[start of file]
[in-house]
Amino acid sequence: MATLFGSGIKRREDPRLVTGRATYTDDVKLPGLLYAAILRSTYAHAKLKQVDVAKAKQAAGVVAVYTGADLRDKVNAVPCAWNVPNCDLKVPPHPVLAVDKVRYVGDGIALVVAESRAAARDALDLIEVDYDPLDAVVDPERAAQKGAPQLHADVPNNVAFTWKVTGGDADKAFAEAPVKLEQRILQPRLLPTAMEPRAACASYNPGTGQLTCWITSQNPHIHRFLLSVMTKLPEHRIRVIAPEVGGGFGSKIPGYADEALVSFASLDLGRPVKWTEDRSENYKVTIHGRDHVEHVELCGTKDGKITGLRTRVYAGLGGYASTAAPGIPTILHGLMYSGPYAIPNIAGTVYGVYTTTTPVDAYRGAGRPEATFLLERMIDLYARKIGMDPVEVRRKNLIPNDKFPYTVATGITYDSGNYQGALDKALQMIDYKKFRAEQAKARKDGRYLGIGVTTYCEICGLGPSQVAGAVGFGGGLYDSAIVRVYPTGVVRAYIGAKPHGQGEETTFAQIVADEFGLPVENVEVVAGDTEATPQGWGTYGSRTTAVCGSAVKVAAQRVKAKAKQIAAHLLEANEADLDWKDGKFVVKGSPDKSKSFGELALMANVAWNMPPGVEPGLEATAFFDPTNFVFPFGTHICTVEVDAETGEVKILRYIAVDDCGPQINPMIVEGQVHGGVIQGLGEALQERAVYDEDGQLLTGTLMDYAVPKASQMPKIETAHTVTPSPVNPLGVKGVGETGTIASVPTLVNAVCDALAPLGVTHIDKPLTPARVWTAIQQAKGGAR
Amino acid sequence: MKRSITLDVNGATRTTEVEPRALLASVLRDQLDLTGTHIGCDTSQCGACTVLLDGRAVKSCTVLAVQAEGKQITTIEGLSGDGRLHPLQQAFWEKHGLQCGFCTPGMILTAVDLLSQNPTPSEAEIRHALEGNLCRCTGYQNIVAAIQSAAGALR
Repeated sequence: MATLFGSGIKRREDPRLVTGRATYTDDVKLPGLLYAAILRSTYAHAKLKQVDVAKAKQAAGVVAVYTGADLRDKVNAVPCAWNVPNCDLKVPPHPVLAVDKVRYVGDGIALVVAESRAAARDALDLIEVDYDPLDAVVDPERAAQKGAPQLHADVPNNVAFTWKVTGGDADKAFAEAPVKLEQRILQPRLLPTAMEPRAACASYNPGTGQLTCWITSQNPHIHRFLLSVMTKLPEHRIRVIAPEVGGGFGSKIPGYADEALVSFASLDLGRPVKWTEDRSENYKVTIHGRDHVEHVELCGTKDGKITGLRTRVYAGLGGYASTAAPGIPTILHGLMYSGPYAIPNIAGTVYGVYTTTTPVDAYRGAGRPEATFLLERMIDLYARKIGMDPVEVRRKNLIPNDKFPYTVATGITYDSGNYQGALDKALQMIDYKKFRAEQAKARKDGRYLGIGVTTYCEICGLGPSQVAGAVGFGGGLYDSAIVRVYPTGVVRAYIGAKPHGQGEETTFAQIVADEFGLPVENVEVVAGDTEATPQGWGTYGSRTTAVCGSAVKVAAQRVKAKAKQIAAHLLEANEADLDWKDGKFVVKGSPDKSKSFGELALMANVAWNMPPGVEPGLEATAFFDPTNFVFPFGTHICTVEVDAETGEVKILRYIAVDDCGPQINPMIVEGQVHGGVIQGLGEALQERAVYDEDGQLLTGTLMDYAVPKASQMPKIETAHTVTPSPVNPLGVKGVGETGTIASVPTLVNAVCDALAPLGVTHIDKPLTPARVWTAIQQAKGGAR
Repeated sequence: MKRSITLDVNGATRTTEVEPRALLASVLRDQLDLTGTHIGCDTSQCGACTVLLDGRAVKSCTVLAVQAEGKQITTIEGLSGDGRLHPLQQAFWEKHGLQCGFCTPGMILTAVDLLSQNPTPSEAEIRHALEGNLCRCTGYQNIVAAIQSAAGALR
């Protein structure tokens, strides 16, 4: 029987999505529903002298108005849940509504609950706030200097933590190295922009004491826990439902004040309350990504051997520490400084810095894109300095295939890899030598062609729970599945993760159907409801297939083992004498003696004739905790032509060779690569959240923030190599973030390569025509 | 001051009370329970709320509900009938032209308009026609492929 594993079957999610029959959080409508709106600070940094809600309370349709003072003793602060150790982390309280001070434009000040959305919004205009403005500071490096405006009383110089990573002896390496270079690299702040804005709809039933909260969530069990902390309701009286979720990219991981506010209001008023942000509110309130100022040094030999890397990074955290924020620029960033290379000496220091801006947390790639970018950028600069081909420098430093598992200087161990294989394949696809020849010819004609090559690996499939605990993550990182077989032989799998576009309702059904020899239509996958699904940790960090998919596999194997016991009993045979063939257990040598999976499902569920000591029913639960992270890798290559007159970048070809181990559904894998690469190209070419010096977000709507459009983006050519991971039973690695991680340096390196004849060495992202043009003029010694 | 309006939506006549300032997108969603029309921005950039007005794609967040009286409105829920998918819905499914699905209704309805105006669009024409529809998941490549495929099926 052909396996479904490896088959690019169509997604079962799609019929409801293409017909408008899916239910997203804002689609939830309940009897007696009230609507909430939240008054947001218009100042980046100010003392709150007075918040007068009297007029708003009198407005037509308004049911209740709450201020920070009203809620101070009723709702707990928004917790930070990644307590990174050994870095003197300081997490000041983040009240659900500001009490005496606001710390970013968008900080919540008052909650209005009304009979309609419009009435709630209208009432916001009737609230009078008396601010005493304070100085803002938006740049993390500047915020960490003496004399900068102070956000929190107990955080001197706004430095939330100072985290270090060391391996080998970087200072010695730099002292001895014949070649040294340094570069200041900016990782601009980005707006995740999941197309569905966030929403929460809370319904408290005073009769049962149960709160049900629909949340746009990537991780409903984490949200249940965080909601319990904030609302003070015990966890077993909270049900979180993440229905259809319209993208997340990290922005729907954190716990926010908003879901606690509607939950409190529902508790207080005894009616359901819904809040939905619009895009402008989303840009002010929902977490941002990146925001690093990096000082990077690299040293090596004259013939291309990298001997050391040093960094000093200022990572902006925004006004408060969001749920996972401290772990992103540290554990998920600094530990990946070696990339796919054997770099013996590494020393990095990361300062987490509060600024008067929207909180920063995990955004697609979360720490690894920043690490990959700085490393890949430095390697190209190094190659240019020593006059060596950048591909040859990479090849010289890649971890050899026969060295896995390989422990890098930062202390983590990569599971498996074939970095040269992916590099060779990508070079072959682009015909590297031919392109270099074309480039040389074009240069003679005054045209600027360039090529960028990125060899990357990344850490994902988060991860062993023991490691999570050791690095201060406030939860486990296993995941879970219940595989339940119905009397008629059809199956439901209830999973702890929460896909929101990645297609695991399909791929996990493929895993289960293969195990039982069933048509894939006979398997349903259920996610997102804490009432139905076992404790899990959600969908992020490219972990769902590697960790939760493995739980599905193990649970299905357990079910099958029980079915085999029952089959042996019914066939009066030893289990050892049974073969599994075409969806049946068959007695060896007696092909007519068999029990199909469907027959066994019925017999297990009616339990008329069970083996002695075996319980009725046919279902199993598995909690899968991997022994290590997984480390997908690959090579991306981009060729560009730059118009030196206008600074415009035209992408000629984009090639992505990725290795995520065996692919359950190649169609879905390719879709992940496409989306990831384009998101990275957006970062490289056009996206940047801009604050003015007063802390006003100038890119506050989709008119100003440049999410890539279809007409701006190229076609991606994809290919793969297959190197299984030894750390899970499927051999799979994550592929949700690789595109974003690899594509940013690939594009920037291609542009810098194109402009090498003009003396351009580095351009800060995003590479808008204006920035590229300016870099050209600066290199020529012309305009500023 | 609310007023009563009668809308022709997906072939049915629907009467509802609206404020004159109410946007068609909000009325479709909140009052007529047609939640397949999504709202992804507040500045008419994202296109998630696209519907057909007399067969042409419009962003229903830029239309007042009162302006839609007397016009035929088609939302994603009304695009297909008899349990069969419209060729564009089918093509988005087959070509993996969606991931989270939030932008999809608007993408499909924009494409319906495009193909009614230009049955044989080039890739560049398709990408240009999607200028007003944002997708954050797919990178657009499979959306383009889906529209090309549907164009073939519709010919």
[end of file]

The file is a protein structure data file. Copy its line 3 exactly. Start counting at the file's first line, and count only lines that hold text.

Amino acid sequence: MKRSITLDVNGATRTTEVEPRALLASVLRDQLDLTGTHIGCDTSQCGACTVLLDGRAVKSCTVLAVQAEGKQITTIEGLSGDGRLHPLQQAFWEKHGLQCGFCTPGMILTAVDLLSQNPTPSEAEIRHALEGNLCRCTGYQNIVAAIQSAAGALR